The Festival of Questions: Questions for the Nation: Melbourne
What are the most important questions facing Australians – today and in the future?
In the first session of our 2017 Festival of Questions, we bring together some of the sharpest thinkers we know to help us think through some perplexing questions about the world – and society – we live in.
Each of our speakers present their ideas on the issues Australia needs to confront head-on. Why isn't democracy working? What happened to Australian fairness? And is civil debate worthy of our hopes for progress?
Gareth Evans is a writer, academic, lawyer and former cabinet minister.
He was a Cabinet Minister in the Hawke and Keating Governments for thirteen years, as Attorney General, Minister for Resources & Energy, Transport & Communications, and Foreign Affairs; Leader of the Government in the Senate for four years; and Deputy Leader of the Opposition in the House of Representative for three years. After 21 years in the Australian Parliament, he led the Brussels-based International Crisis Group from 2000-2009.
Julian Burnside is a Melbourne barrister. He joined the Bar in 1976 and took silk in 1989. He specialises in commercial litigation, and has acted in many very contentious cases - the MUA Waterfront dispute; the Cash-for-Comment enquiry; cases for Alan Bond and Rose Porteous - but has become known for his human rights work and has acted pro bono in many refugee cases.
He is an outspoken opponent of the mistreatment of people who come to Australia seeking protection from persecution. His latest book is Watching Out: Reflections on Justice and Injustice (Scribe).
Geraldine Doogue is a highly accomplished Australian journalist and presenter whose career in print, television and radio includes Four Corners, the Australian, Life Matters, Compass and Saturday Extra.
Jack Latimore is an Indigenous researcher with the Centre for Advancing Journalism. He is currently involved in the development of several projects aimed at improving the quality of Indigenous representation and participation in the mainstream media-sphere. His journalism work has appeared in Koori Mail, Guardian Australia, Overland and IndigenousX.
Shireen Morris is a lawyer, postdoctoral fellow at the University of Melbourne Law School, and a senior adviser on constitutional reform to Cape York Institute. She is the author of Radical Heart (MUP, 2018), the co-editor of The Forgotten People: Liberal and Conservative Approaches to Recognising Indigenous Peoples with Damien Freeman (MUP, 2016) and the editor of A Rightful Place: A Roadmap to Recognition (Black Inc, 2017). Shireen is a regular commentator on TV, radio and print media.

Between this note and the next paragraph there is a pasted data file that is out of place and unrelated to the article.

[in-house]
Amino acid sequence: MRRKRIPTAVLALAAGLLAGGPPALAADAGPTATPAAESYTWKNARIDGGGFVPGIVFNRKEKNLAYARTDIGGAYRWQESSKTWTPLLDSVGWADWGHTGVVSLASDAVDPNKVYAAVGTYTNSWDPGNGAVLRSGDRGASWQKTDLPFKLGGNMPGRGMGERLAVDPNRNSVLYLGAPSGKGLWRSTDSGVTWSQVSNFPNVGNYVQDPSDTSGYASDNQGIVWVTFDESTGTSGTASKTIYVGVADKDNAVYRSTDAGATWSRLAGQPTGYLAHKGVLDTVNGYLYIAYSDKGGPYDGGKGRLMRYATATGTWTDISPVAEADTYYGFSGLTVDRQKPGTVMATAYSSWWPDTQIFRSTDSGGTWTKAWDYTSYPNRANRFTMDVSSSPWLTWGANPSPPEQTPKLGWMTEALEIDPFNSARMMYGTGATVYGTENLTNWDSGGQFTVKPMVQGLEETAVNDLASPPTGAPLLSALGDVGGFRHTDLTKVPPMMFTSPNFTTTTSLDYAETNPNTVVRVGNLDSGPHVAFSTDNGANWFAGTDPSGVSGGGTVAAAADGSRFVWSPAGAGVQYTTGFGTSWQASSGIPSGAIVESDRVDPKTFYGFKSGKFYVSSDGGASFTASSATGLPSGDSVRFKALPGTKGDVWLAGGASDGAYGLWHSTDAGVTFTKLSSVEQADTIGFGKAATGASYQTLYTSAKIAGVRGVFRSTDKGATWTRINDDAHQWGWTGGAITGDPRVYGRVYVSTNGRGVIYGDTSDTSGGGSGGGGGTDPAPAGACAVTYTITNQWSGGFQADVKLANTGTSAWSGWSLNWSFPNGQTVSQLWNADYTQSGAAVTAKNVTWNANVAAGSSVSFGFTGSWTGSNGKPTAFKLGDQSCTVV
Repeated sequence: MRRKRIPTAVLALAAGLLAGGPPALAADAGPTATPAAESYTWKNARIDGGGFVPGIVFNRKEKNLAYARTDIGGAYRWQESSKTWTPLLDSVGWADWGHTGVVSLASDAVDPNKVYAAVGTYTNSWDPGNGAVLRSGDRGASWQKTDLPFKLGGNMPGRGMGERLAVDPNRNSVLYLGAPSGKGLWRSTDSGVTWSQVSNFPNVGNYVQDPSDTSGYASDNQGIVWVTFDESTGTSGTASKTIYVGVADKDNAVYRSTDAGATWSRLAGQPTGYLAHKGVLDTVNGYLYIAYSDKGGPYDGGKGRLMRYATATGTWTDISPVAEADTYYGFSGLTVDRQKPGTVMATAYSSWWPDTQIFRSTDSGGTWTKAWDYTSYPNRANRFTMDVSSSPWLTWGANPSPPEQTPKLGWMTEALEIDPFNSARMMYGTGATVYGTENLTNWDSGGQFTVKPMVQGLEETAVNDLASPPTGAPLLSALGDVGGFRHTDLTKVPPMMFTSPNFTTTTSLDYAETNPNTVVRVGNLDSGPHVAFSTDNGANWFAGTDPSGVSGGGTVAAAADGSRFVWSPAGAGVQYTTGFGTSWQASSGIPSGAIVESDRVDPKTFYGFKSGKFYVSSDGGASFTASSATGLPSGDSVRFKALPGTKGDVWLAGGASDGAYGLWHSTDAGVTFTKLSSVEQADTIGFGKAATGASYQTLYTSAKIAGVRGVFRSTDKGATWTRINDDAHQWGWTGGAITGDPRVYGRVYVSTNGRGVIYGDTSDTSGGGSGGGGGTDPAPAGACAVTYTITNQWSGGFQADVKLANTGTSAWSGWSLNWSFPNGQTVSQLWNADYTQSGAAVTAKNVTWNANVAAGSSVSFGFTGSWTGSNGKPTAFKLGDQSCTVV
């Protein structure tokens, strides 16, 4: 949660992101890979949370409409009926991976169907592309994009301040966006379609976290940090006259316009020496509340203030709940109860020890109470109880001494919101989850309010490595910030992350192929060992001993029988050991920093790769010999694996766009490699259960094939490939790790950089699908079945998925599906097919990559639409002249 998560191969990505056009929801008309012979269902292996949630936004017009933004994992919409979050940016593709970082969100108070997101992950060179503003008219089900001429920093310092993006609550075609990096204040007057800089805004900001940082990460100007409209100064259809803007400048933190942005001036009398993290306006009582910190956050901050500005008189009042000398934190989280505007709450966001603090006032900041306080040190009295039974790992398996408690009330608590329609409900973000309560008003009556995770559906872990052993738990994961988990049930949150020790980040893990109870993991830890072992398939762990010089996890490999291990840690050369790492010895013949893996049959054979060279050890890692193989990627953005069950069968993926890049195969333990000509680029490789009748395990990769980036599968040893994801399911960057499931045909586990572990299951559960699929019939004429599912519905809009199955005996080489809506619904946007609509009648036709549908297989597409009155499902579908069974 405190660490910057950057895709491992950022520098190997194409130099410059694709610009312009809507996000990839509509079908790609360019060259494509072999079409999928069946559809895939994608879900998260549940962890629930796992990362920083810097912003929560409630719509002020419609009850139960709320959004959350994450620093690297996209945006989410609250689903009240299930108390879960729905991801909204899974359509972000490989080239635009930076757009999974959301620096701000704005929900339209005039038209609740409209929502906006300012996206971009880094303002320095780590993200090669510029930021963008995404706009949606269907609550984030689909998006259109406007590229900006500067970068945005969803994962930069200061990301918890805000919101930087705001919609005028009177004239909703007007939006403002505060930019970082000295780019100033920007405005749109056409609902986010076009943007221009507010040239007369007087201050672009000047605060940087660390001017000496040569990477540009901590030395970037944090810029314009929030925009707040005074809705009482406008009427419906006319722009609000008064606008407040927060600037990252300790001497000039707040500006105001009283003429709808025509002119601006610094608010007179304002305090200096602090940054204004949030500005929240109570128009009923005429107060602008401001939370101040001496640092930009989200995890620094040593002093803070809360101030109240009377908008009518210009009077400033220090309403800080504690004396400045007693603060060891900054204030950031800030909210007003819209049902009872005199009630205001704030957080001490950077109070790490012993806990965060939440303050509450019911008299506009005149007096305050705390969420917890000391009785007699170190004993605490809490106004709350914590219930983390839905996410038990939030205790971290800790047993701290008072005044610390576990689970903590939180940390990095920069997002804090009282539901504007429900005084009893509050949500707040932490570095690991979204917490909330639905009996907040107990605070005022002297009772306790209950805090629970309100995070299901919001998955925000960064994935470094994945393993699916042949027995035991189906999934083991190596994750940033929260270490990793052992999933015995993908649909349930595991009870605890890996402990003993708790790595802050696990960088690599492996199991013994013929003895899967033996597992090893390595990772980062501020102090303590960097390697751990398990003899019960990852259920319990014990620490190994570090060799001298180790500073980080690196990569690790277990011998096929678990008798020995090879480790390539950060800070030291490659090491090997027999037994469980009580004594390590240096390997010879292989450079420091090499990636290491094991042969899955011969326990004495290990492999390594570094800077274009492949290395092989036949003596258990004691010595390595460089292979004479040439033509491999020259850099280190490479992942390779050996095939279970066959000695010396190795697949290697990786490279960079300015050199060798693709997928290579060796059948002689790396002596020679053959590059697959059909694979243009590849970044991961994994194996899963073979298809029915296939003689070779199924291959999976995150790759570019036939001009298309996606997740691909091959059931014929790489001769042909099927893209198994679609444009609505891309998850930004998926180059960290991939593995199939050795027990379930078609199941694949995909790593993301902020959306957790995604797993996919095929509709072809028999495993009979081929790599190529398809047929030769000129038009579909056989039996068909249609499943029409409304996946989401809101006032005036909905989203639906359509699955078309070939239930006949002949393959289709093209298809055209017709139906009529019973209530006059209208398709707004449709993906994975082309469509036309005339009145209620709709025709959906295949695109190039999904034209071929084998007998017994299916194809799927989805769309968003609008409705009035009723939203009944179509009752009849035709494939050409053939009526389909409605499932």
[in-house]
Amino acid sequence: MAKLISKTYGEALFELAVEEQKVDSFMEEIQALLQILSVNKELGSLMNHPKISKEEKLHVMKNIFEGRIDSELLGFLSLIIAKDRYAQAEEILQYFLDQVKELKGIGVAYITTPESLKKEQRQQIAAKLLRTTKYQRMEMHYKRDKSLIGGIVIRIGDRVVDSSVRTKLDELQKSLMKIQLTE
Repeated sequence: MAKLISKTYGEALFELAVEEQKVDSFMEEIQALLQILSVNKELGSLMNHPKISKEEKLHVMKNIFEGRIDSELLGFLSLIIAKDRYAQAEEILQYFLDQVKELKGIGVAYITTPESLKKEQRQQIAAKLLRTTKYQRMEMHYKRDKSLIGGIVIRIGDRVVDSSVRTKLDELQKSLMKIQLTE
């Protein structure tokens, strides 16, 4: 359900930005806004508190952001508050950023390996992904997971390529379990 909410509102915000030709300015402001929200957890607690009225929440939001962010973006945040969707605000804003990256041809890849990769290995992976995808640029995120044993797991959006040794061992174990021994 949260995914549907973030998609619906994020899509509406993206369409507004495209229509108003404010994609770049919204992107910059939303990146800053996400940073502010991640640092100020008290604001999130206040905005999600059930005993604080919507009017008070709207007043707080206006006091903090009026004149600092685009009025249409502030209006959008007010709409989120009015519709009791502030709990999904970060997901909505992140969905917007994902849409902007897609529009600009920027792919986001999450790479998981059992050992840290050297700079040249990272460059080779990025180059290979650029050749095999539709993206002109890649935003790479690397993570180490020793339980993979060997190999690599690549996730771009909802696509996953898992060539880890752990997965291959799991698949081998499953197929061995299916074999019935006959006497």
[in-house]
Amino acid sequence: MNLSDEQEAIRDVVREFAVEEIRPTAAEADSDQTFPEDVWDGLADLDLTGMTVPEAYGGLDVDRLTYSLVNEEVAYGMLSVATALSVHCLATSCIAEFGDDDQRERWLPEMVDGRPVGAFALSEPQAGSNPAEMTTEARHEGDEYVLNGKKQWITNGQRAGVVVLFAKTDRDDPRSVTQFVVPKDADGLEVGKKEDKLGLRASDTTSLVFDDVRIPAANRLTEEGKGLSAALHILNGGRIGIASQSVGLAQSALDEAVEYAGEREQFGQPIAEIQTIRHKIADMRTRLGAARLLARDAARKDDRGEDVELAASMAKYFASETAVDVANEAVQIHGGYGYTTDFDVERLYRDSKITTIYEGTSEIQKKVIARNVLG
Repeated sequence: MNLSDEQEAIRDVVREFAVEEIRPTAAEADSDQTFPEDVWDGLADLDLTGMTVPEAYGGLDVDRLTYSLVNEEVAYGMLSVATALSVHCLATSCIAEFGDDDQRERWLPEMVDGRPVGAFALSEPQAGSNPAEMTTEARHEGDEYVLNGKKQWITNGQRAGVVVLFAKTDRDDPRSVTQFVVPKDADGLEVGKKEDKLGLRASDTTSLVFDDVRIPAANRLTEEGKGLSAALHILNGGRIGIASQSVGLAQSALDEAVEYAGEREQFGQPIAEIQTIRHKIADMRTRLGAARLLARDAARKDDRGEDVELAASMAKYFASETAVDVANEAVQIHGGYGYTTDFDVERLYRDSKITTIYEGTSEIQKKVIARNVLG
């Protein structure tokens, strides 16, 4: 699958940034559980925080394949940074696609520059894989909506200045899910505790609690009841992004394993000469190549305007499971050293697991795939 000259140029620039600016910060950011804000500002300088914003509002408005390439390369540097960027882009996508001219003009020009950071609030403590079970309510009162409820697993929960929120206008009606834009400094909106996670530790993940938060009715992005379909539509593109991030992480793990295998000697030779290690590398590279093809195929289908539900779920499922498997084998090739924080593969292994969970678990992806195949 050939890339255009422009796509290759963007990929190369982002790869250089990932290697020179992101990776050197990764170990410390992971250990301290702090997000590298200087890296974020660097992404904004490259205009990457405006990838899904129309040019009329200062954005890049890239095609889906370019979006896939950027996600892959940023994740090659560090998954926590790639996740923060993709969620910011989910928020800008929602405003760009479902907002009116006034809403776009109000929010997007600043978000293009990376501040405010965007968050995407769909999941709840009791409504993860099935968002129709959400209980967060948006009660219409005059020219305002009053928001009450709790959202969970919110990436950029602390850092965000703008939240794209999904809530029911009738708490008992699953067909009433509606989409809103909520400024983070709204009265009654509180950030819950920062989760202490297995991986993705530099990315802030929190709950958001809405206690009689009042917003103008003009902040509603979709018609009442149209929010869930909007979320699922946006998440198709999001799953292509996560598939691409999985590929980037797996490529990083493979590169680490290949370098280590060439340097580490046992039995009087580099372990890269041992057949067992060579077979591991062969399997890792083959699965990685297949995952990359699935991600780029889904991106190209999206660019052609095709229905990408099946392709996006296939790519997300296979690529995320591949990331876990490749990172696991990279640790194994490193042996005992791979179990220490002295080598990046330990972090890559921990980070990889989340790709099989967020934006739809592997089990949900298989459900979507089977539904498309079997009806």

Helen Razer was a broadcaster and is now a writer. Her appointments in radio were at the Triple J national network and ABC Melbourne. Her books include A Short History of Stupid, co-authored with national affairs correspondent Bernard Keane, a 2015 work on the history of bad Western thought shortlisted for the Russell Prize; and Total Propaganda, a popular work on Marxism recently published by Allen & Unwin.
Helen has written on social and political matters for the Age and Australian. She now contributes news and cultural analysis to outlets including Crikey, the Saturday Paper, Daily Review, Frankie, SBS and Atlantic digital publication Quartz.
‘Being a feminist is about more than a cute slogan on a t-shirt, it’s about more than your own personal identity. It’s about being part of and contributing to an ongoing movement.’
Jamila is Editor-at-Large of Future Women and a weekly columnist for the Sydney Morning Herald and the Age. She has published two best-selling books Not Just Lucky and The Motherhood. Rizvi is also a regular commentator on The Project, Today, The Drum, Q&A, and an occasional host on ABC Radio Melbourne. She previously worked in politics for the Rudd and Gillard Governments, advising on issues including media, women, childcare, and employment. Rizvi is an Ambassador for CARE Australia and board member of the Melbourne Writers’ Festival.
Deborah Frances-White is a stand up comedian, writer, speaker and podcaster. She is best known as the creator and host of The Guilty Feminist Podcast – which has had 20 million downloads in its first 18 months. It has just been nominated for a 2017 Aria Award for Best Podcast. She is currently writing a Guilty Feminist book for Virago at Little, Brown.
Rebecca Huntley is one of Australia's most respected researchers on social and consumer trends, and head of research at Essential Media. She is the author of Still Lucky: Why You Should Feel Optimistic About Australia and Its People.
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